Maiseviciute writes, "During a recent conversation with one of the leading beauty and personal care manufacturers, the issue of pack size and its importance was raised. The conversation covered Asia Pacific and India in particular, with a focus on shampoos and deodorants. The manufacturer was wondering if beauty product size matters when entering a particular market and how dependent this is on consumers’ financial ability, habits and general perception of hygiene.
"As Euromonitor International’s latest packaging research reveals, pack size does undoubtedly matter. A case study of India’s shampoo and deodorant categories and the pack sizes used in this infographic shows Unilever being an influential innovator.
"Flexible packaging is the most significant pack type in beauty and personal care in India, accounting for 54% of total packaging volumes in 2013. This is because flexible packaging continues to be the most popular format in standard shampoo (through small sachets) and bar soap (through flexible paper/plastic). Small sachets of brands like Sunsilk, Clinic Plus and Head & Shoulders continue to be extremely popular in India. Small sachets of flexible plastic up to 10ml account for 98% of unit sales of standard shampoo in 2013 as consumers continue to be very price-conscious, especially in semi-urban and rural areas. Flexible packaging also continues to be used for products like colorants, conditioners, facial moisturisers, liquid soap and toothpaste.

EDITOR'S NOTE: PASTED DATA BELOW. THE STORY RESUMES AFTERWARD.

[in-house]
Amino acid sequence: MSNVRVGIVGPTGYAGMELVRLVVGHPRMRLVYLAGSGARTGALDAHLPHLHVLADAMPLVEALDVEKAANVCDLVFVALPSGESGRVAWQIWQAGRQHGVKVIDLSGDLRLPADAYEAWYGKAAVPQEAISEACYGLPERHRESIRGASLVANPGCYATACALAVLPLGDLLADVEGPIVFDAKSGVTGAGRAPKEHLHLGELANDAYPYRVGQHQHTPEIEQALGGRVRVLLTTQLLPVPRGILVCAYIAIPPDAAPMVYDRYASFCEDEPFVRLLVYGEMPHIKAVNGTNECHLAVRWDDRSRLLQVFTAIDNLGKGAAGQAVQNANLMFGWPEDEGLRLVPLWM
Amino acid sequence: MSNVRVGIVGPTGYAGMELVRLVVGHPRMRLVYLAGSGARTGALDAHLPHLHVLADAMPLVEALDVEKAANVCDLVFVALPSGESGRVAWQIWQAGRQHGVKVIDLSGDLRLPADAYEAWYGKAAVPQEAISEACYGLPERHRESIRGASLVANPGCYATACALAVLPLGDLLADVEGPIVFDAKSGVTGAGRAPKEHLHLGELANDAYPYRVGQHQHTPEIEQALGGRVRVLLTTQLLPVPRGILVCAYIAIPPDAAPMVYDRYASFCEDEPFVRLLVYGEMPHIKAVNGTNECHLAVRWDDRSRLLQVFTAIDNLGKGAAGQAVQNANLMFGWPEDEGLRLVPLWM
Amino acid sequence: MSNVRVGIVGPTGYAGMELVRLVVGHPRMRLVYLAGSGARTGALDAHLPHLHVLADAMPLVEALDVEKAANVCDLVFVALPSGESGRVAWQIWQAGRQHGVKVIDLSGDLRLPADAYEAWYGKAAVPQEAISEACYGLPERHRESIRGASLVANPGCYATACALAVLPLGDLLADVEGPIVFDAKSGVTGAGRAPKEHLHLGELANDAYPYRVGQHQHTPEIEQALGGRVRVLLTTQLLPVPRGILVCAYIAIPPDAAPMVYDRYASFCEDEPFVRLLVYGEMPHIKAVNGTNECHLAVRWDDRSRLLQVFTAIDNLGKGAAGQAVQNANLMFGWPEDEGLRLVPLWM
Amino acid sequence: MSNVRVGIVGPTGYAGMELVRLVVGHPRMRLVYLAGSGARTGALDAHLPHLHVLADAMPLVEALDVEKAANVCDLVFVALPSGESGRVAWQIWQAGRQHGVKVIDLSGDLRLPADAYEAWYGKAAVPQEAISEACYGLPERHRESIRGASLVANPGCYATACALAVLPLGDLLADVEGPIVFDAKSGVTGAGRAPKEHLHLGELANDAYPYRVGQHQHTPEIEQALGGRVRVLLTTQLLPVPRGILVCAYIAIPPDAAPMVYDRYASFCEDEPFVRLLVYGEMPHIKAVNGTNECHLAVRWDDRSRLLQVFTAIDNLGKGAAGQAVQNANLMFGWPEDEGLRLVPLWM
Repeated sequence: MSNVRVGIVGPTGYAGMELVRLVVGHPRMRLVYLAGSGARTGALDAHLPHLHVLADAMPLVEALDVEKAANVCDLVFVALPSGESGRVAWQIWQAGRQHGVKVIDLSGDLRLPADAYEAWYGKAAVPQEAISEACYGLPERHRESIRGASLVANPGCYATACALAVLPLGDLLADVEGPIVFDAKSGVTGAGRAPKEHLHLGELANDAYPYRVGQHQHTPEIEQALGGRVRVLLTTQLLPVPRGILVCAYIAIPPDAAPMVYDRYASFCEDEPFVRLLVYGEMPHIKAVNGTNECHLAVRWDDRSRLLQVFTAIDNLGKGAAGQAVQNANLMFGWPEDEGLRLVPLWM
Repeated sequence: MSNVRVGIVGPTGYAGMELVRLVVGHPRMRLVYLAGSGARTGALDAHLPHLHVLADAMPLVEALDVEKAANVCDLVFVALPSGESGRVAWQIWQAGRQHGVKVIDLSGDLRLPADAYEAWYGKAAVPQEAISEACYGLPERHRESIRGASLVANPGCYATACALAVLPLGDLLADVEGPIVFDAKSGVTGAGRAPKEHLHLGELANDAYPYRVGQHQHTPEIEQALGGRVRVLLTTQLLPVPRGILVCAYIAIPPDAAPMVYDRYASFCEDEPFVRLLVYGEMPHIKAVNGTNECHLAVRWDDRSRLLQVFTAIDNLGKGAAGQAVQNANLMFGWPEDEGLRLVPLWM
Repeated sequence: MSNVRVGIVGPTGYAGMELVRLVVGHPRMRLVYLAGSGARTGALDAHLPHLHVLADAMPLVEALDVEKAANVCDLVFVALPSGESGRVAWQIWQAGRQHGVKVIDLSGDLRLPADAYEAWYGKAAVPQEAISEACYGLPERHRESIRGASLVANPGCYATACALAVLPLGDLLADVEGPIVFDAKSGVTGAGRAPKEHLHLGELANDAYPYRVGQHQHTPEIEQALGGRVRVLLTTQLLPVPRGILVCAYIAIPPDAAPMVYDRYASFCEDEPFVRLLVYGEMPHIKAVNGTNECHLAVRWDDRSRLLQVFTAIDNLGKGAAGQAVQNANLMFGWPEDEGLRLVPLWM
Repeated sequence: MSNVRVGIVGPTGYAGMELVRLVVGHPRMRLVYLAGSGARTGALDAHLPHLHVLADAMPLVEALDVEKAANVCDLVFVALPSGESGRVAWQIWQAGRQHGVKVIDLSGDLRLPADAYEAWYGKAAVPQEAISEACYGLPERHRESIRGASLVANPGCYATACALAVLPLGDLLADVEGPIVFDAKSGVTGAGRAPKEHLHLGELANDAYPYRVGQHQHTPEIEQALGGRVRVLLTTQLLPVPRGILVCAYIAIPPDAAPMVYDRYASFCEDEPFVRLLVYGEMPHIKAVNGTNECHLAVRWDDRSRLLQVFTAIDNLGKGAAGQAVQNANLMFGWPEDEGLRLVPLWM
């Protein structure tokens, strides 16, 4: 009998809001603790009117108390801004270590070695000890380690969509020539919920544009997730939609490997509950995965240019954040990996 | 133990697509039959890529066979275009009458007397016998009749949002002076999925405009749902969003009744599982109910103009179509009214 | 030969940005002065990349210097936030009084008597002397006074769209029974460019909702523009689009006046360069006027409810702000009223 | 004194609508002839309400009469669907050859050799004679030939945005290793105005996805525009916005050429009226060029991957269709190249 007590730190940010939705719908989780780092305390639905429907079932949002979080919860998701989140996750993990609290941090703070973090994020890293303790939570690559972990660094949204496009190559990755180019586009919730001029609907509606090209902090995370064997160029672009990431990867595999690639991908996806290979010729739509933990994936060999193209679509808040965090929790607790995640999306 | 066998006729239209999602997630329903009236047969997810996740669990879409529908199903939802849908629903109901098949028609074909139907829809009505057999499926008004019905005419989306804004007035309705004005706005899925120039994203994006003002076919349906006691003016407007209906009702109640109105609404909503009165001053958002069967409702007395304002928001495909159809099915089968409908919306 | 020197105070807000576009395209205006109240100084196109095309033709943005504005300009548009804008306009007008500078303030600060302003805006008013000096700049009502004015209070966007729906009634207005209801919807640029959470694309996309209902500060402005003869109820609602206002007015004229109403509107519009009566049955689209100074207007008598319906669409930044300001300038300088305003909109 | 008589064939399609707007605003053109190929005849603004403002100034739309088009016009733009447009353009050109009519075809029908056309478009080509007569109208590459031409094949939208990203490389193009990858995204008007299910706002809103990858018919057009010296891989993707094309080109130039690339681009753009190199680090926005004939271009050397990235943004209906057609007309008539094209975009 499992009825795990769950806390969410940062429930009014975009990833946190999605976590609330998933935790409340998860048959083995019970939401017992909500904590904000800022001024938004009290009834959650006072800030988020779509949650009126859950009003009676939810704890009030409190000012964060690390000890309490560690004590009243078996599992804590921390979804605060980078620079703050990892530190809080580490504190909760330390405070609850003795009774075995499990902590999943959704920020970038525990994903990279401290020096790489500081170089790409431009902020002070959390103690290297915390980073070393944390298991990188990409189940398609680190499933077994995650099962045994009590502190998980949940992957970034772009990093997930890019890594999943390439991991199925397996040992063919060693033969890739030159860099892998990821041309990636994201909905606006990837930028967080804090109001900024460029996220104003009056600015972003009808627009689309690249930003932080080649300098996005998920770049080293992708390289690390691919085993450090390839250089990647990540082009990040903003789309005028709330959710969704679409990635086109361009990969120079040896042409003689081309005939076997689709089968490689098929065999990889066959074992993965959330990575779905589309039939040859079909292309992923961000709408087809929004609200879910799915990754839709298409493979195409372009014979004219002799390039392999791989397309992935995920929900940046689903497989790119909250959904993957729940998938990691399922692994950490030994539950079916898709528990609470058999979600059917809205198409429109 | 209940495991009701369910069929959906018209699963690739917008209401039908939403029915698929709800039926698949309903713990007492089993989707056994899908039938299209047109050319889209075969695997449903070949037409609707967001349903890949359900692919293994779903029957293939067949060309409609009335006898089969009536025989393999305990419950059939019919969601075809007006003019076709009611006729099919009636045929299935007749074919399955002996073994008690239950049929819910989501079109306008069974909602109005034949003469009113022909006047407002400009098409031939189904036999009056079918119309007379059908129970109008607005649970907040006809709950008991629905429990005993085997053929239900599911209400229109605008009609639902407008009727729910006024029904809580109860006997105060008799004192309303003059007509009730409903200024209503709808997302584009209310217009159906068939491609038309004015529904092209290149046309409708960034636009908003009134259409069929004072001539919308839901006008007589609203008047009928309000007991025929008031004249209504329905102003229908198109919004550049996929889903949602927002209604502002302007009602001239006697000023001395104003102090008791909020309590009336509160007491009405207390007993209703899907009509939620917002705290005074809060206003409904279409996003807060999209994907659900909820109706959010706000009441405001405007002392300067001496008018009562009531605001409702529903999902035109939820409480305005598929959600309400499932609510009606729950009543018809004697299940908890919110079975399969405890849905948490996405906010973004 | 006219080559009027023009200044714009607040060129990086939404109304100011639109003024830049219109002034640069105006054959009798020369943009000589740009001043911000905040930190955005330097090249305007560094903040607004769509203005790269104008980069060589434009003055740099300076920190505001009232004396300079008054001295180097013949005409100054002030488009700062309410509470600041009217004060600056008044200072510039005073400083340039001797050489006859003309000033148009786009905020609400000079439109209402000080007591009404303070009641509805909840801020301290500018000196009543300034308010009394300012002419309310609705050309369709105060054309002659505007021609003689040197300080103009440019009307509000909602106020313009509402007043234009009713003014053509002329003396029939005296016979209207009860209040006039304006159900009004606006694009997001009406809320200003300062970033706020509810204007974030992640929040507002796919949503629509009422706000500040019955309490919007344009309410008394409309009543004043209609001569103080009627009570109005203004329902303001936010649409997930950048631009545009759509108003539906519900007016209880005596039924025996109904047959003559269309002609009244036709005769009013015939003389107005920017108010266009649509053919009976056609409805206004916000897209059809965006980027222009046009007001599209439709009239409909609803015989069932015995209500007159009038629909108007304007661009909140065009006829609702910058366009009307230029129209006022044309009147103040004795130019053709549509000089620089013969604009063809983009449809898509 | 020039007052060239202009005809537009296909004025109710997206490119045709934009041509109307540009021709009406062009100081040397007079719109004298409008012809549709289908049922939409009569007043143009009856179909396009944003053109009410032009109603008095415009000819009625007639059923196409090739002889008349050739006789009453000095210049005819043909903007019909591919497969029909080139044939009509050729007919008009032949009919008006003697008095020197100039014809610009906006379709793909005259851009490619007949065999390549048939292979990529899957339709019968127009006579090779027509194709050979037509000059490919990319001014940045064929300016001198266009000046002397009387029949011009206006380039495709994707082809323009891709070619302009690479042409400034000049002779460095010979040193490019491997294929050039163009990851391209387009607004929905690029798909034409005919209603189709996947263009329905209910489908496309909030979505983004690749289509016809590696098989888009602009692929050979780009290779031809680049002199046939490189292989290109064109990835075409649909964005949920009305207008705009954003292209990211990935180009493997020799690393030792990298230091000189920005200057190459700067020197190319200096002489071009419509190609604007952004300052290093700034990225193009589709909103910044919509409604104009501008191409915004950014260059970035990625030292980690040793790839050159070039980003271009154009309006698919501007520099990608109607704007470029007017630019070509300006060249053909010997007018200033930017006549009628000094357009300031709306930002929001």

"Although flexible packaging continues to dominate beauty and personal care, it has been losing share in overall packaging over the years. For example, the share of flexible packaging in total beauty and personal care has dropped from 56% in 2010 to 54% in 2013. With rising incomes, consumers have started opting for bigger pack sizes and different pack types, such as HDPE bottles. 751–1,000ml HDPE bottles are expected to post a CAGR of 9.3% between 2012 and 2017 in India in standard shampoos.
"India is expected to be one of the fastest growing markets for deodorant sprays over 2012-2016, with the category set to add 77 million units to global consumption. Indian per capita consumption of deodorant sprays is predicted to increase from 12.5ml in 2012 to 20.3ml in 2016. This will still only be just over a third of the global average, which suggests plenty of scope for further penetration and product development.
"Currently, sales of larger-sized aerosol cans for deodorant sprays in India, such as 101–300ml, are supported by the fact that deodorant sprays are often shared by the family, providing more hygienic usage than roll-ons, sticks or creams. Hindustan Unilever launched Dove in an aerosol can as a practical family sharing pack as opposed to the rigid plastic used for roll-ons.
"With usage of deodorants in metal aerosol cans becoming more entrenched, there exists the opportunity to increase sales of smaller sizes. Through offering lower price points, the use of smaller pack sizes can help increase the attractiveness of deodorant sprays among low to mid-income households. Equally, among more affluent consumers, the smaller aerosol can offers potential through its convenience as a travel pack," she concludes.